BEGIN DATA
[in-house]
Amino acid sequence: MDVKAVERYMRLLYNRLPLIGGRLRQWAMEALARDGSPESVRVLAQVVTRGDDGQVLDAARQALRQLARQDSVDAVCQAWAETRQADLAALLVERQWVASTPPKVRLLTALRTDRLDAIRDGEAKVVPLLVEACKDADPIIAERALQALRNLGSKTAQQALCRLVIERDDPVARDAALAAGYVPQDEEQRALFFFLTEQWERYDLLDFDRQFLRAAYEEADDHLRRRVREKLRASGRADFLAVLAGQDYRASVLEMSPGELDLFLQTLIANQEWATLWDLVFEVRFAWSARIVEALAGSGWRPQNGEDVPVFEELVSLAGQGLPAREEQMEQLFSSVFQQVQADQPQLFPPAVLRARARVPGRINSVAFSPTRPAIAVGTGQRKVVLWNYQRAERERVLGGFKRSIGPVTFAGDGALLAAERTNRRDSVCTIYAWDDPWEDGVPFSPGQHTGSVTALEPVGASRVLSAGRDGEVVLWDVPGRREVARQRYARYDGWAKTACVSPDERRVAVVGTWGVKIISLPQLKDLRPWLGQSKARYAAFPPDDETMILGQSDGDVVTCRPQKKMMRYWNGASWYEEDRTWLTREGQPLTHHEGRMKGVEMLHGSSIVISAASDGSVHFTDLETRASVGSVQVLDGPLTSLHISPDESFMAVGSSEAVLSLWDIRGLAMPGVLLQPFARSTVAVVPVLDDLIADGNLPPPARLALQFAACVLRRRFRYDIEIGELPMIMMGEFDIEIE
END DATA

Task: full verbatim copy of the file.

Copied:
[in-house]
Amino acid sequence: MDVKAVERYMRLLYNRLPLIGGRLRQWAMEALARDGSPESVRVLAQVVTRGDDGQVLDAARQALRQLARQDSVDAVCQAWAETRQADLAALLVERQWVASTPPKVRLLTALRTDRLDAIRDGEAKVVPLLVEACKDADPIIAERALQALRNLGSKTAQQALCRLVIERDDPVARDAALAAGYVPQDEEQRALFFFLTEQWERYDLLDFDRQFLRAAYEEADDHLRRRVREKLRASGRADFLAVLAGQDYRASVLEMSPGELDLFLQTLIANQEWATLWDLVFEVRFAWSARIVEALAGSGWRPQNGEDVPVFEELVSLAGQGLPAREEQMEQLFSSVFQQVQADQPQLFPPAVLRARARVPGRINSVAFSPTRPAIAVGTGQRKVVLWNYQRAERERVLGGFKRSIGPVTFAGDGALLAAERTNRRDSVCTIYAWDDPWEDGVPFSPGQHTGSVTALEPVGASRVLSAGRDGEVVLWDVPGRREVARQRYARYDGWAKTACVSPDERRVAVVGTWGVKIISLPQLKDLRPWLGQSKARYAAFPPDDETMILGQSDGDVVTCRPQKKMMRYWNGASWYEEDRTWLTREGQPLTHHEGRMKGVEMLHGSSIVISAASDGSVHFTDLETRASVGSVQVLDGPLTSLHISPDESFMAVGSSEAVLSLWDIRGLAMPGVLLQPFARSTVAVVPVLDDLIADGNLPPPARLALQFAACVLRRRFRYDIEIGELPMIMMGEFDIEIE